How to Spot Elder Abuse

Unfortunately, there are some out there who will mistreat those who are vulnerable, including the elderly. At a certain point, it becomes elder abuse, and it’s one of the worst fears of those who have a loved one who is not fully able to fend for themselves. Elder abuse can be inflicted by a staff member in a residential institution, a fellow resident, a hired caregiver in the home, or even a family member. Our seniors deserve our gratitude and our respect, but a significant number of them are victimized and disrespected by the very people they trust. They cannot always do what it required to keep themselves safe.

Elder abuse is under-reported because so few of those who are harmed by it can speak out for themselves. Because of this, it is important that family members, assisted living staff, and friends know the signs and symptoms of elder abuse. Being able to recognize abuse is the first step to putting a stop to it. There are several types, including:

  • Malnourishment – refusing to provide required food or water which can lead to serious medical problems, starvation, dehydration, and sometimes death.
  • Physical Abuse – committing physically violent acts; punching, kicking, slapping, pushing, and pinching are a few examples.
  • Sexual Abuse – committing unwanted sexual acts; molestation, harassment, rape, forced oral sex, and unwelcomed sexual language are considered forms of sexual abuse.
  • Financial Abuse – refusing seniors access to their own money, stealing, or embezzling.
  • Refusal of Medical Care – refusing them access to their physician, or refusing to provide them with their required treatments or medications.
  • Psychological Abuse – verbal abuse, name calling, demoralization, refusing seniors access to psychological care
  • Emotional Abuse – refusing them access to loved ones, telling them that no one loves them or wants to visit with them, making them believe that they are alone and utterly unloved.
  • Neglect – not providing seniors with the necessary hygienic care (bathing, brushing their hair, changing their diapers), leaving them alone for long periods of time, not providing a clean, safe and comfortable environment (no heat or air conditioning, allowing for filthy living conditions), or allowing others to abuse them.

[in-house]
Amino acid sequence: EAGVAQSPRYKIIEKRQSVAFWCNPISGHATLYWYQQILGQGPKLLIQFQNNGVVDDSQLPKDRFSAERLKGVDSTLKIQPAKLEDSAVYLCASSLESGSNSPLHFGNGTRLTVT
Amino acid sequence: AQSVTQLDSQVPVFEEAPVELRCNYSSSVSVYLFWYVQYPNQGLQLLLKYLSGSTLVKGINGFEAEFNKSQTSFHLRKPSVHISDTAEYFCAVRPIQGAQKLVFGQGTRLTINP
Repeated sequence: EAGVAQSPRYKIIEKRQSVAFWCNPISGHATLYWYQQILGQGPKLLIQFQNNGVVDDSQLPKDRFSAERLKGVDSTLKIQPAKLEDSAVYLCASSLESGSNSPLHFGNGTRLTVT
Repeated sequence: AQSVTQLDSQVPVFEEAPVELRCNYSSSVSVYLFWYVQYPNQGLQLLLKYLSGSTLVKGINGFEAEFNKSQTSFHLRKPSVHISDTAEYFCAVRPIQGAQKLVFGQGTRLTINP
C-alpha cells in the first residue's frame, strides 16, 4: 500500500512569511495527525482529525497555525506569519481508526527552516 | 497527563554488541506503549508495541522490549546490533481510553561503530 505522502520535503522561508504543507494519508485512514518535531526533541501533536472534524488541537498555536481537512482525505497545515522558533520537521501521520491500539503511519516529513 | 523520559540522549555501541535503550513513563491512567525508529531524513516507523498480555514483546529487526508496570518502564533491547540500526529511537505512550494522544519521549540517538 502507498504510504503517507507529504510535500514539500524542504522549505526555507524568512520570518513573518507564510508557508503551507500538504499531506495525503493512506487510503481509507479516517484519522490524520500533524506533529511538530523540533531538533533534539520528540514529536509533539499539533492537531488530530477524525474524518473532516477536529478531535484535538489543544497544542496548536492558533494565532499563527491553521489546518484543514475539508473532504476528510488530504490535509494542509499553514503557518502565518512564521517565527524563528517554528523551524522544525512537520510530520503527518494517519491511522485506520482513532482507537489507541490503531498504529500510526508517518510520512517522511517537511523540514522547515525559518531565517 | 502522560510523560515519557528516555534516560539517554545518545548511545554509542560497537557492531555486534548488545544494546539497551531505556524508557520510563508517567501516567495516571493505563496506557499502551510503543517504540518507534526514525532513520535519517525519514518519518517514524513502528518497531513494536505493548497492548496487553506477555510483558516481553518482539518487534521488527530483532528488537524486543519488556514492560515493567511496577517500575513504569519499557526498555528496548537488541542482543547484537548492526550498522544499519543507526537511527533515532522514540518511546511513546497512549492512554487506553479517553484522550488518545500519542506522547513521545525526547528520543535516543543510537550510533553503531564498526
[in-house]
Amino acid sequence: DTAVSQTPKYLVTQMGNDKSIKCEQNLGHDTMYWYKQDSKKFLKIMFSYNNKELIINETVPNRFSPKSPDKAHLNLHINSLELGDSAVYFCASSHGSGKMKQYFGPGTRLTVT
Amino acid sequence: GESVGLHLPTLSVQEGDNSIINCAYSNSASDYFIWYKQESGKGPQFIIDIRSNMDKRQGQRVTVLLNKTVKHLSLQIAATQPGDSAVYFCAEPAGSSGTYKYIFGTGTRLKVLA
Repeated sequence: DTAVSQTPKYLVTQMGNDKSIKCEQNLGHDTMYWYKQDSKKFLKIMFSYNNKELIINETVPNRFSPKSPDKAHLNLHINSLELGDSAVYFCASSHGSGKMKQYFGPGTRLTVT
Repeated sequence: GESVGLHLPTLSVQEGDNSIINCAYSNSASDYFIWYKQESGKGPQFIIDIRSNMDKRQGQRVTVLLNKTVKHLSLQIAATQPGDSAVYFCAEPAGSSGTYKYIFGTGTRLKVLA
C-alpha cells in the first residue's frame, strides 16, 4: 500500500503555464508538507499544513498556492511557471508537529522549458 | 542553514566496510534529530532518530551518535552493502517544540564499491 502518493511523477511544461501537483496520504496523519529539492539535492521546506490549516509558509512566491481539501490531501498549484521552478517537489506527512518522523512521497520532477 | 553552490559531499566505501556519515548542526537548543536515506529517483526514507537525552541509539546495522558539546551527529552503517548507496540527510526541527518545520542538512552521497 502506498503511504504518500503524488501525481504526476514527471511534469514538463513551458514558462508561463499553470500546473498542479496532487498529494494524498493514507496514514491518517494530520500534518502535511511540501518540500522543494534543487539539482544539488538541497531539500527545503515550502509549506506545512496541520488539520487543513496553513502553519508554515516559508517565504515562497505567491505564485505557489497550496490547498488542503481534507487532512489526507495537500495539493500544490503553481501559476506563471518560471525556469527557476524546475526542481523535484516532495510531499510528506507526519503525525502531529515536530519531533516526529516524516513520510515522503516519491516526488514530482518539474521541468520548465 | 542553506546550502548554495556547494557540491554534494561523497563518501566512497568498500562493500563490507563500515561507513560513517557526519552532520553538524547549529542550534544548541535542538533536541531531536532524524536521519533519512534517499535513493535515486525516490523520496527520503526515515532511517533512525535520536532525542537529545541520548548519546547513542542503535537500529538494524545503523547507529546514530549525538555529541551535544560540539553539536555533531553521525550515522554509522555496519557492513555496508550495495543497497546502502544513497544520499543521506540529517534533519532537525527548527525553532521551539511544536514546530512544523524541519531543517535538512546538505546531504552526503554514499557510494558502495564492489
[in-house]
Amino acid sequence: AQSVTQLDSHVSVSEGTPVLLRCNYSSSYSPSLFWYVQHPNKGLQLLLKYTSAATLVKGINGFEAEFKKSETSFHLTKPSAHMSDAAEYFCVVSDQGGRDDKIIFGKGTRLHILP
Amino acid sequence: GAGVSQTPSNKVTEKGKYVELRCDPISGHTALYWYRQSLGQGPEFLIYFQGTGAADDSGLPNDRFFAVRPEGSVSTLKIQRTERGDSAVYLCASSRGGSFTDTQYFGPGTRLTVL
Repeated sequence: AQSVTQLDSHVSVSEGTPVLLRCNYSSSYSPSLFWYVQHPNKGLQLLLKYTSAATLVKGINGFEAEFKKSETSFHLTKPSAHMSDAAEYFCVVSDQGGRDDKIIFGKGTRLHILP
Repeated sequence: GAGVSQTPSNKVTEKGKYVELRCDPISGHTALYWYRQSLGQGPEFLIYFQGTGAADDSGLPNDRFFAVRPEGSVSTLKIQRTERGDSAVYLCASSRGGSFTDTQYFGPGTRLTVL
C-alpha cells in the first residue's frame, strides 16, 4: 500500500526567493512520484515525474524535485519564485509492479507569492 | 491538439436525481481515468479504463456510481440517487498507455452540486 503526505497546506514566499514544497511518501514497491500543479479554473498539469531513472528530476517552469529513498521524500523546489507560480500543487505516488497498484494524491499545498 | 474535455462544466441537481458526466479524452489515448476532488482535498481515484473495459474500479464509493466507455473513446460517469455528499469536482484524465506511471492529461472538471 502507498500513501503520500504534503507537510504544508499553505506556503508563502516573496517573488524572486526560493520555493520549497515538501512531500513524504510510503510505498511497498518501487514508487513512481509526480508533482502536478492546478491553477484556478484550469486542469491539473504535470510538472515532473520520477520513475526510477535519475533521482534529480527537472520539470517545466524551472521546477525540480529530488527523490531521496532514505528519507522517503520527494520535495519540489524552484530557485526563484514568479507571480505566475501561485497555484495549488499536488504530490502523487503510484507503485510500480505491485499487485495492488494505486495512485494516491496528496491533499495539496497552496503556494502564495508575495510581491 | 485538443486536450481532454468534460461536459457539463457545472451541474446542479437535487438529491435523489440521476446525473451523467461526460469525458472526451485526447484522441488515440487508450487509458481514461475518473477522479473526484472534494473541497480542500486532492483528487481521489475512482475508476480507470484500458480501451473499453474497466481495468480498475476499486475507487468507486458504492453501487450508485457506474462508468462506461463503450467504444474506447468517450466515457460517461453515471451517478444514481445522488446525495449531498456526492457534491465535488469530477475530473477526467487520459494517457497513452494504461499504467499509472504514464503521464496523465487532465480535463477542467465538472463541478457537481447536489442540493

The signs and symptoms of elder abuse include:

  • Unexplained or poorly explained bruises, broken bones, burns, abrasions, and pressure marks
  • Sudden changes in personality not explained by mental illness
  • Tension in personal relationships with family, friends, or assisted living staff
  • Unexplained withdrawal from activities that used to bring joy

If you believe that someone you love is the victim of elder abuse, they must be immediately separated from their abuser and provided with a safe, comfortable environment where they can be cared for and protected. If the abuse is taking place in an assisted living facility or other institution, speak to someone in a managerial position (assuming they are not a participant in the abuse) as soon as you can. If those in charge do not take swift action to address the issue, seek outside help. If the abuse is being inflicted by a family member, talk to other members of the family who you think can be trusted. Every state has a hotline for reporting elder abuse that will put you in touch with Adult Protective Services. In California each county has their own 24-hour reporting number (for Los Angeles County call (877) 477-3646,  (800) 510-2020, or (888) 202-4248). Start there to find expert help. You may also choose to talk to a doctor or therapist.

For more information on elder abuse; what it is, what it looks like, how to stop it, or how to prevent it visit the National Center on Elder Abuse.